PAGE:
422.11G93/1001: Telegram

The Chargé in Ecuador ( Belt ) to the Acting Secretary of State

Department’s December 6th, 7 p.m.4 and despatch number 206, same date,5 and Legation’s December 10th, 5 p.m.4 Minister for Foreign Affairs informs me he has recently asked for accurate information as to the exact amount of cacao sold and exported. He states that there has been remitted to London in two installments 25,000 pounds sterling, in payment on the bonded indebtedness of the railroad and that this amount is the result of daily deposits made by the Government from customs revenues beginning August 8th, up to probably December 31st, 1918. He further remarked that while the period mentioned for [for the period mentioned?] these payments had averaged about 1,000 sucres daily, that this had increased recently to about 3,000 sucres daily due to the increase of customs duties.

The Minister promises me a memorandum setting forth a plan he thinks feasible for the issuance of new bonds to cover the total amount to date, for the interest on the railway bonds, stating that this arrangement would permit the Government to maintain regular payments of the debt and further [free?] the railway company from the menace of the bondholders allowing them to receive interest for the total amount of interest due.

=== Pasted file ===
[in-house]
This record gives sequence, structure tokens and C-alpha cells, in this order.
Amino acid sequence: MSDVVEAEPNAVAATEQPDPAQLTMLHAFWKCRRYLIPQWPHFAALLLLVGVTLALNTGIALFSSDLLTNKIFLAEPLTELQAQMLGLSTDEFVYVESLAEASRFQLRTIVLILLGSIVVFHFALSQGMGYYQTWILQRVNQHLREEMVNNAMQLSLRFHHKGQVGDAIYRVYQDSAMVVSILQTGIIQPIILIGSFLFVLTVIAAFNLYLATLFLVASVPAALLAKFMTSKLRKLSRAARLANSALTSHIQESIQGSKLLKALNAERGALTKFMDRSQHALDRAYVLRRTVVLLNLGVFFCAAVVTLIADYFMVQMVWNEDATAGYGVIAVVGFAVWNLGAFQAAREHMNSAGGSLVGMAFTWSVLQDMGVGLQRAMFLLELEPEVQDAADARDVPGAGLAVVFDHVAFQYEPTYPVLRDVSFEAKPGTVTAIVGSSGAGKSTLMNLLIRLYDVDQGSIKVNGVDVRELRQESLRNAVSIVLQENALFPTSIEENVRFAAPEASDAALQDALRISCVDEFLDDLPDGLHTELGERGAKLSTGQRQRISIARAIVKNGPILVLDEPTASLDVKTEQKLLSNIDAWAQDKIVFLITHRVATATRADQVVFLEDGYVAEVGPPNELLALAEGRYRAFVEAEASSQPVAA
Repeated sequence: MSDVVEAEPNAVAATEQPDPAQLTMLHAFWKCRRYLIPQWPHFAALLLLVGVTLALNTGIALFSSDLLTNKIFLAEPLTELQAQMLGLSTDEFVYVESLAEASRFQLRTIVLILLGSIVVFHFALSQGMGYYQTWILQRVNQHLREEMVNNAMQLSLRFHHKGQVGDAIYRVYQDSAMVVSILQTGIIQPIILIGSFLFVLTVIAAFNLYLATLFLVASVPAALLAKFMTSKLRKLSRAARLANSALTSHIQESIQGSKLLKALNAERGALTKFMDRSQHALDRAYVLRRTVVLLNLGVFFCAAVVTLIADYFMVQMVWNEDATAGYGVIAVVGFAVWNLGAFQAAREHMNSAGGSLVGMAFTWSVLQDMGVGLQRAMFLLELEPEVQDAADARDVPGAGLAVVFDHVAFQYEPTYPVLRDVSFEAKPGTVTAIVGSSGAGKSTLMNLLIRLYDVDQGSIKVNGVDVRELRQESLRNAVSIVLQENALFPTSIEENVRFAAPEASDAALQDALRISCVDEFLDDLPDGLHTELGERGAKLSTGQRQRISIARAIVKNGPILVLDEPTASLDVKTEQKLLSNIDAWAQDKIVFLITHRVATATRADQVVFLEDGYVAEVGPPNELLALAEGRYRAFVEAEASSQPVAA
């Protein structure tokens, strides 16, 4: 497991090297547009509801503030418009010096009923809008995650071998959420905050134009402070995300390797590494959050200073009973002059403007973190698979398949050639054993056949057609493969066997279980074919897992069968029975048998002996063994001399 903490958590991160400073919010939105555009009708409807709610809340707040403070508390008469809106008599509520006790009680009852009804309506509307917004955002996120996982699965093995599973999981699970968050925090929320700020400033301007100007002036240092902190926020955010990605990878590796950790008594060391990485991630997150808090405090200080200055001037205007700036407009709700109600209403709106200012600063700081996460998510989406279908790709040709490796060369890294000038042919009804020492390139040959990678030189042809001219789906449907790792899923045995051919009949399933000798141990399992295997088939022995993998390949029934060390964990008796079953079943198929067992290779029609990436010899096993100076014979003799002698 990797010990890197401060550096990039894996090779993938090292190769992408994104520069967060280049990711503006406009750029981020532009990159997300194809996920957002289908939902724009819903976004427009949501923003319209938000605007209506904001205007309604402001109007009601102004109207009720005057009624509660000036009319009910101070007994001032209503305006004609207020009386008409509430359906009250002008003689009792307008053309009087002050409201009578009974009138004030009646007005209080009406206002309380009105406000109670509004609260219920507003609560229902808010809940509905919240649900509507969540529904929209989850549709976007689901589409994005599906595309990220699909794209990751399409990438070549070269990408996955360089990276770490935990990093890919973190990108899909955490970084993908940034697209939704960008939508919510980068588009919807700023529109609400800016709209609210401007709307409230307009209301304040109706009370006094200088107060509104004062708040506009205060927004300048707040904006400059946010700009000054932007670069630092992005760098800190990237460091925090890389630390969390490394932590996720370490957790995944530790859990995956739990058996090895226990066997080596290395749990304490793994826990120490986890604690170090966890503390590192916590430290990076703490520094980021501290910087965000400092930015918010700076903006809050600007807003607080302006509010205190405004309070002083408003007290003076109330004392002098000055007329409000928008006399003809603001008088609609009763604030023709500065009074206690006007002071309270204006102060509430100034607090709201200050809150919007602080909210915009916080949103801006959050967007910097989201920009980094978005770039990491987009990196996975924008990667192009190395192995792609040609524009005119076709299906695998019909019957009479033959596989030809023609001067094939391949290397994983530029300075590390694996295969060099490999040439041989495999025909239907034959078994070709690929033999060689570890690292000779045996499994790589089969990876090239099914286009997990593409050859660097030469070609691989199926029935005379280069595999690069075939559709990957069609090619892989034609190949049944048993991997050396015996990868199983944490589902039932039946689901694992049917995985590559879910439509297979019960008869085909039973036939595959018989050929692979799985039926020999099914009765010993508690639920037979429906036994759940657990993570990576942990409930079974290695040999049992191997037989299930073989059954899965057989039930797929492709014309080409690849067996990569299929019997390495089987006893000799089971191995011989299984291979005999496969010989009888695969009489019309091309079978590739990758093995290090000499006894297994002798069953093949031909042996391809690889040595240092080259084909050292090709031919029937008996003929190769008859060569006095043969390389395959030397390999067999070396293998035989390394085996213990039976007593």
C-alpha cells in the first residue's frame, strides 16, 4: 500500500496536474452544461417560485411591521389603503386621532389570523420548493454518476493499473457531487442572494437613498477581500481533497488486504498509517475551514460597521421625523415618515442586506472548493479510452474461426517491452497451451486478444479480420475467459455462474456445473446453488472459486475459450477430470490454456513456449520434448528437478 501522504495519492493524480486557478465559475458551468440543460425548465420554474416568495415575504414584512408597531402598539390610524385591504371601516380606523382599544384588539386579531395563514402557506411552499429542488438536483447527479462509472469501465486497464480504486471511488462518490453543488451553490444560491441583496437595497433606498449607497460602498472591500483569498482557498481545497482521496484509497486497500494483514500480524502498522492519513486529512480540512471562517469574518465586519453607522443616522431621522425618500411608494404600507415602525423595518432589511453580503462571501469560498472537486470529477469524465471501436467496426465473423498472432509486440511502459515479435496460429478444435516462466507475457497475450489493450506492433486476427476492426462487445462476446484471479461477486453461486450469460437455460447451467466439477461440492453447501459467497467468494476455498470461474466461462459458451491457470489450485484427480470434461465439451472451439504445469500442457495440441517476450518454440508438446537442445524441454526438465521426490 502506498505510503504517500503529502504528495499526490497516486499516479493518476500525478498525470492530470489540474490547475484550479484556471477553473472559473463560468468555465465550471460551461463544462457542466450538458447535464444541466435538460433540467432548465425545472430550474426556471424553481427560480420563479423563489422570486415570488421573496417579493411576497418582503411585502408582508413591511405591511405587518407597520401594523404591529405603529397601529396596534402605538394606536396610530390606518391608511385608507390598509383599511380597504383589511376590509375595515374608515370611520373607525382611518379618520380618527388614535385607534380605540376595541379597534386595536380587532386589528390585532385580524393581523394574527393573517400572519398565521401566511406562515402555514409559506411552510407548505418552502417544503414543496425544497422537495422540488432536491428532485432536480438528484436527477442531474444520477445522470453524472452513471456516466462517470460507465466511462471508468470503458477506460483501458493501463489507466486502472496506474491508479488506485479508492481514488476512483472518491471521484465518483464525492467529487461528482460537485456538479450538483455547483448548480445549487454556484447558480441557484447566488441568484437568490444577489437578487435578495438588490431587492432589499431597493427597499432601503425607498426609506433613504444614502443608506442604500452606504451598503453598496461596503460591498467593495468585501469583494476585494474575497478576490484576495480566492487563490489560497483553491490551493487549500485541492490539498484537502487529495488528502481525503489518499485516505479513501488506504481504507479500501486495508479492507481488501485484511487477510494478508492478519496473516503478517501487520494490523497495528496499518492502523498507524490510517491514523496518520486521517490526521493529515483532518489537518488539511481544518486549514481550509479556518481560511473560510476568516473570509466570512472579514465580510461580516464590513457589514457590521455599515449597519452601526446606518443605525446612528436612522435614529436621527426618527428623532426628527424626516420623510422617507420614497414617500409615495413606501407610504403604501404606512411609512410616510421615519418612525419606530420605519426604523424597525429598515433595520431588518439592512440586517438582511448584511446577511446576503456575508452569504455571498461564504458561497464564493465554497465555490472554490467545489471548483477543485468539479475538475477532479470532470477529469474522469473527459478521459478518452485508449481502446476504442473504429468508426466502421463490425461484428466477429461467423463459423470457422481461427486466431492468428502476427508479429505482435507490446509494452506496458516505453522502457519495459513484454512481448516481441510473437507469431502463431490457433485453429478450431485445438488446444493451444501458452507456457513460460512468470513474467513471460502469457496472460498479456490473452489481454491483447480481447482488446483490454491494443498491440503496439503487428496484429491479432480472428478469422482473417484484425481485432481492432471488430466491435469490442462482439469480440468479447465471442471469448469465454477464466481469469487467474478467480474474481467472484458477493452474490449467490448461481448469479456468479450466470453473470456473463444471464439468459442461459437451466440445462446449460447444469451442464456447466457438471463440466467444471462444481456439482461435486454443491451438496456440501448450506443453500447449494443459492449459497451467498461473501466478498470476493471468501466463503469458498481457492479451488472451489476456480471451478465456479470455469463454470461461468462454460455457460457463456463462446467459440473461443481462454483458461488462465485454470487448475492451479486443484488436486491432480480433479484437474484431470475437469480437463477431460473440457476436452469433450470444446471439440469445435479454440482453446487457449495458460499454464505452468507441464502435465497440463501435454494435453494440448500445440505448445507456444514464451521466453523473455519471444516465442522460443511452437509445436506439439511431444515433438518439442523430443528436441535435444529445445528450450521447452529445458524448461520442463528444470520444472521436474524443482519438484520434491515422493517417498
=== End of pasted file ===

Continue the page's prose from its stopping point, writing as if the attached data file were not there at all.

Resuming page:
The Foreign Minister informed me that in all probability the Ecuadorean Minister to Washington had informally submitted to the consideration of the Department the appointment of a joint commission composed of six members, three on each side, to study and render final decision of the pending difficulties, the commission to consist of engineers, lawyers and accountants. This plan he considers would permit a definite understanding as to what is construction and operation expenses of the railroad. He made the remark that the interest due on the bonded indebtedness is due since 1914 and that if the Government was to depend only on the daily deposits made from the revenues, that it would not be able to clear up to date the arrear payments on the bonded indebtedness, but that there would always be an overhanging debt.

Belt
  1. Not printed.
  2. Foreign Relations, 1918, p. 425.
  3. Not printed.